AAS 204th Meeting, June 2004
Session 17 Galaxies Including Our Own
Oral, Monday, May 31, 2004, 10:00-11:30am, 710/712

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[17.06] The Lowest Luminosity Galaxy Yet: Andromeda IX, a New Satellite of M31

D. B. Zucker, A. Y. Kniazev, E. F. Bell, D. Martinez-Delgado, H. W. Rix (Max-Planck-Institute for Astronomy), E. K. Grebel (University of Basel), C. M. Rockosi (University of Washington), J. A. Holtzman, R. A. M. Walterbos (New Mexico State University)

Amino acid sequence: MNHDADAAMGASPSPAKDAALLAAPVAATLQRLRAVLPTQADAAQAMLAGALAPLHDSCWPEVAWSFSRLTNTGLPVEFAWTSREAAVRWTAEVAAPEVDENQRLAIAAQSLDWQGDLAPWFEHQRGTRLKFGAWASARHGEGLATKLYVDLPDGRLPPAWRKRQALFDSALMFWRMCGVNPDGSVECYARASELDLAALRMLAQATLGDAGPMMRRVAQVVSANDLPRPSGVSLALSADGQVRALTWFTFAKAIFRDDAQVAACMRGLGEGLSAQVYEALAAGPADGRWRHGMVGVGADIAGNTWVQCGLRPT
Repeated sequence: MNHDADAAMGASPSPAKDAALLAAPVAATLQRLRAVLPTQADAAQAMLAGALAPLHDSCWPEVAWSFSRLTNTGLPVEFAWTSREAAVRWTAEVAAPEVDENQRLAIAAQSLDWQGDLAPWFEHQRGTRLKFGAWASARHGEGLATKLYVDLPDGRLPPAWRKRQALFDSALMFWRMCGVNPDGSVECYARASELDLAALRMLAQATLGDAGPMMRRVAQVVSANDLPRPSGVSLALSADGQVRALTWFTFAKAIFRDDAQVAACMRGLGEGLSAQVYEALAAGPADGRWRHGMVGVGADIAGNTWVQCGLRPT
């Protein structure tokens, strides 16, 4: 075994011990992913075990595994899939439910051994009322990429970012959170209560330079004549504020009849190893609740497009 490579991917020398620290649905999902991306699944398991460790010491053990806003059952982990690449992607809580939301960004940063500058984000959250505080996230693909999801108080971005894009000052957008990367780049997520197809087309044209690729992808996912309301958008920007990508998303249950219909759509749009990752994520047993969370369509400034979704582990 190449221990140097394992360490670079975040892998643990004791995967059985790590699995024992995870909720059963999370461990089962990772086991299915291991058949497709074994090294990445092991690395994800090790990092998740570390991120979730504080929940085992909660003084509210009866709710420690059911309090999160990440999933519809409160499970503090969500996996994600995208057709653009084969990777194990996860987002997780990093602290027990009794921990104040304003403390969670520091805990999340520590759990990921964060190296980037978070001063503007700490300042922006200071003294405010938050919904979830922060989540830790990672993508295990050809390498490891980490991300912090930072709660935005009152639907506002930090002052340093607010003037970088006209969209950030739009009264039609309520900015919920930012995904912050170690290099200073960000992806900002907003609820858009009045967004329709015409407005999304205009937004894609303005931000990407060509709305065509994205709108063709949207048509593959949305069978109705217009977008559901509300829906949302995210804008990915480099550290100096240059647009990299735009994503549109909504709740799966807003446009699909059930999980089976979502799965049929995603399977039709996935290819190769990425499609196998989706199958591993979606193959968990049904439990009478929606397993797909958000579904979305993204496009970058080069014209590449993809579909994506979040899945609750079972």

We report the discovery of a new dwarf spheroidal satellite of M31, Andromeda IX, based on resolved stellar photometry from the Sloan Digital Sky Survey (SDSS). We have estimated its distance and other physical properties, and compared these to the properties of a previously known dwarf spheroidal companion, Andromeda V, also observed by SDSS. Based on our measurements, Andromeda IX is the lowest surface brightness galaxy found to date (\muV,0 ~ 27.0 mag arcsec-2), and, given its distance, (m - M)0 ~24.5 (805 kpc), Andromeda IX is the faintest galaxy as well (MV ~-8.3).

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